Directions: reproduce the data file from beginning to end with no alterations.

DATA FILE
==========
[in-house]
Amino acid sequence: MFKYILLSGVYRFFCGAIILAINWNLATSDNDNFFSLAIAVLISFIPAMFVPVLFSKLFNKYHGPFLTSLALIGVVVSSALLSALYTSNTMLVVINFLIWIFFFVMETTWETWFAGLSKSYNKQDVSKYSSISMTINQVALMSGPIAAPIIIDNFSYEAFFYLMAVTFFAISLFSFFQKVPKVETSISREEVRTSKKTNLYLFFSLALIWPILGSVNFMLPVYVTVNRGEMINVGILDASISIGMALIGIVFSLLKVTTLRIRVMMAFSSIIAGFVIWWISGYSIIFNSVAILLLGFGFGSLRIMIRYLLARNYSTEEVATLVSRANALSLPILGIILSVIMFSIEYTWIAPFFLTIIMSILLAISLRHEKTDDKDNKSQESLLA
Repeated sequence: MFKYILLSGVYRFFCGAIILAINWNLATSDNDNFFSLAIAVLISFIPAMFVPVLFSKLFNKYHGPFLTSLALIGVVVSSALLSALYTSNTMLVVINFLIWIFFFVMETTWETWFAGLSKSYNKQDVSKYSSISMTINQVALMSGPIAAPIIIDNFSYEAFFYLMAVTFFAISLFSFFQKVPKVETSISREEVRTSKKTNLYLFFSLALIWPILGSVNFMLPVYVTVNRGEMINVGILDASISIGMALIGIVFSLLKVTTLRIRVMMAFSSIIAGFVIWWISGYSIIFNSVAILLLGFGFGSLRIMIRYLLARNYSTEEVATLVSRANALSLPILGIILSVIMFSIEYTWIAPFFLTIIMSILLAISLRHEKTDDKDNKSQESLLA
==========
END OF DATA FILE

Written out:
[in-house]
Amino acid sequence: MFKYILLSGVYRFFCGAIILAINWNLATSDNDNFFSLAIAVLISFIPAMFVPVLFSKLFNKYHGPFLTSLALIGVVVSSALLSALYTSNTMLVVINFLIWIFFFVMETTWETWFAGLSKSYNKQDVSKYSSISMTINQVALMSGPIAAPIIIDNFSYEAFFYLMAVTFFAISLFSFFQKVPKVETSISREEVRTSKKTNLYLFFSLALIWPILGSVNFMLPVYVTVNRGEMINVGILDASISIGMALIGIVFSLLKVTTLRIRVMMAFSSIIAGFVIWWISGYSIIFNSVAILLLGFGFGSLRIMIRYLLARNYSTEEVATLVSRANALSLPILGIILSVIMFSIEYTWIAPFFLTIIMSILLAISLRHEKTDDKDNKSQESLLA
Repeated sequence: MFKYILLSGVYRFFCGAIILAINWNLATSDNDNFFSLAIAVLISFIPAMFVPVLFSKLFNKYHGPFLTSLALIGVVVSSALLSALYTSNTMLVVINFLIWIFFFVMETTWETWFAGLSKSYNKQDVSKYSSISMTINQVALMSGPIAAPIIIDNFSYEAFFYLMAVTFFAISLFSFFQKVPKVETSISREEVRTSKKTNLYLFFSLALIWPILGSVNFMLPVYVTVNRGEMINVGILDASISIGMALIGIVFSLLKVTTLRIRVMMAFSSIIAGFVIWWISGYSIIFNSVAILLLGFGFGSLRIMIRYLLARNYSTEEVATLVSRANALSLPILGIILSVIMFSIEYTWIAPFFLTIIMSILLAISLRHEKTDDKDNKSQESLLA